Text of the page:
At least 52 million domestic workers globally, many are women excluded from labor laws

At least 52.6 million people worldwide are employed as domestic workers, most of them women without adequate legal protection, the U.N.'s labor agency said Wednesday in its first global snapshot of the often invisible workforce that cares for other people's families and households.

The research by the U.N.'s International Labor Organization found that 83 percent of all the domestic workers were women, many of them vulnerable to exploitation and abuse because of their lack of knowledge of local languages and laws or because they are often paid a flat weekly or monthly fee that is not based on how many hours they work.

"From caring for children, to caring for elderly and persons with disabilities, to performing a wide range of household tasks, domestic workers are an indispensable part of the social fabric," Sandra Polaski, ILO's deputy director-general, told reporters in Geneva.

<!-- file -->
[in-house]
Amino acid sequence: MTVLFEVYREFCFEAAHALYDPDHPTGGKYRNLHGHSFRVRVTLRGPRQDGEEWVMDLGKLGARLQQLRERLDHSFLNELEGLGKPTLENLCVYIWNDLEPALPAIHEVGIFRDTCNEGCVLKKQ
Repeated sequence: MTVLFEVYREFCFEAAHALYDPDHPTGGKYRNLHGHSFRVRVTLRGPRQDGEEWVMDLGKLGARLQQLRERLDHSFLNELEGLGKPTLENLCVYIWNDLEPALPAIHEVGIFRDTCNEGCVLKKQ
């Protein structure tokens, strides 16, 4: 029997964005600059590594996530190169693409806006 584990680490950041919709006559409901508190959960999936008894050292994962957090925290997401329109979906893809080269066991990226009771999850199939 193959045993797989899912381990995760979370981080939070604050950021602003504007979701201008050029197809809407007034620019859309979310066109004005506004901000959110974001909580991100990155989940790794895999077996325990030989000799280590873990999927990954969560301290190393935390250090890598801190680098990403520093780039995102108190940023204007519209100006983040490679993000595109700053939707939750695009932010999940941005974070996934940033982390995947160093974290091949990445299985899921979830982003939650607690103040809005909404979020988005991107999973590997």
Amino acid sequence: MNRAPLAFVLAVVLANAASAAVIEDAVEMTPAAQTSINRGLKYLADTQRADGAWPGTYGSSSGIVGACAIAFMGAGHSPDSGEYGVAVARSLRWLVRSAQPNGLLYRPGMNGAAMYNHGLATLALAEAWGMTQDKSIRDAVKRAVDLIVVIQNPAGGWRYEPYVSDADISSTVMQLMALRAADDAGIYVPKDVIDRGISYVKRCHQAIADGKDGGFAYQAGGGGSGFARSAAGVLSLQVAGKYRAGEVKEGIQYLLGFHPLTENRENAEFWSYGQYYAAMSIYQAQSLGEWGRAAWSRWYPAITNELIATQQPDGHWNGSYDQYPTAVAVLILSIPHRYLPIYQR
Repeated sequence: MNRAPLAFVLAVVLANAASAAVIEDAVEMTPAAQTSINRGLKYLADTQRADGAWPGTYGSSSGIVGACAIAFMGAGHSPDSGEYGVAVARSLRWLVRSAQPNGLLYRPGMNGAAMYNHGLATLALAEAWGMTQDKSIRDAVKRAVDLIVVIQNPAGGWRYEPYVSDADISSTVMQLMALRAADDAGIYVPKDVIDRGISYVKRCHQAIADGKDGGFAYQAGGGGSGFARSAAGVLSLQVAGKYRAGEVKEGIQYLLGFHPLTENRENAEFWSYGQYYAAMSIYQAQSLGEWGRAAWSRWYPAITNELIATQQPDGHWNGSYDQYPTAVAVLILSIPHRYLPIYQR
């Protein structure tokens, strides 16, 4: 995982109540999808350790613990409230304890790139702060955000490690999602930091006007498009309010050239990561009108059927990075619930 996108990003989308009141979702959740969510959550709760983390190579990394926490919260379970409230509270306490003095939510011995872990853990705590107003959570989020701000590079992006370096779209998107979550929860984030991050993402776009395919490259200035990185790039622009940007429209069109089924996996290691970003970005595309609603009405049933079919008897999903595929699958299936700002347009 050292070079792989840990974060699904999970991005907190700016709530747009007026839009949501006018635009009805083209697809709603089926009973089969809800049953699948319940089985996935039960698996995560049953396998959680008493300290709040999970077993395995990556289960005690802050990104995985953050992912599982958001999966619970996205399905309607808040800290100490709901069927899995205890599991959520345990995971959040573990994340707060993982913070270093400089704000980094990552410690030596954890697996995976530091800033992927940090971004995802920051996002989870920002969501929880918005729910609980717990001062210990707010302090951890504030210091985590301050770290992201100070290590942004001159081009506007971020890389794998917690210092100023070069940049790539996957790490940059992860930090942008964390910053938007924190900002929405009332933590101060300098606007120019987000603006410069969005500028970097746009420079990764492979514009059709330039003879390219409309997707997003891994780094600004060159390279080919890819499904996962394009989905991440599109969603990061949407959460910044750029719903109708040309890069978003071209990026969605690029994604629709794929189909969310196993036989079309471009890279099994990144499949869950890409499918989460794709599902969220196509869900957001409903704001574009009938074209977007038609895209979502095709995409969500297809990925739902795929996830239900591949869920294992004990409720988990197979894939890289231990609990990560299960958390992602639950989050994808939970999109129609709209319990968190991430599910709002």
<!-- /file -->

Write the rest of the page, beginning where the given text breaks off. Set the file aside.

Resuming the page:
The agency also found that 90 percent of the domestic workers are not covered by general labor protections to the same extent as workers in the mainstream economy — with 30 percent completely excluded from all national labor laws.

The U.N. warned, however, that the tally represents what is probably a reliable minimum figure, based on 2010 data, and is likely to be tens of millions of people higher due to underreporting by countries.

The report excluded those domestic workers who are below the age of 15 and are considered to be children, and were last estimated to number at 7.4 million in 2008.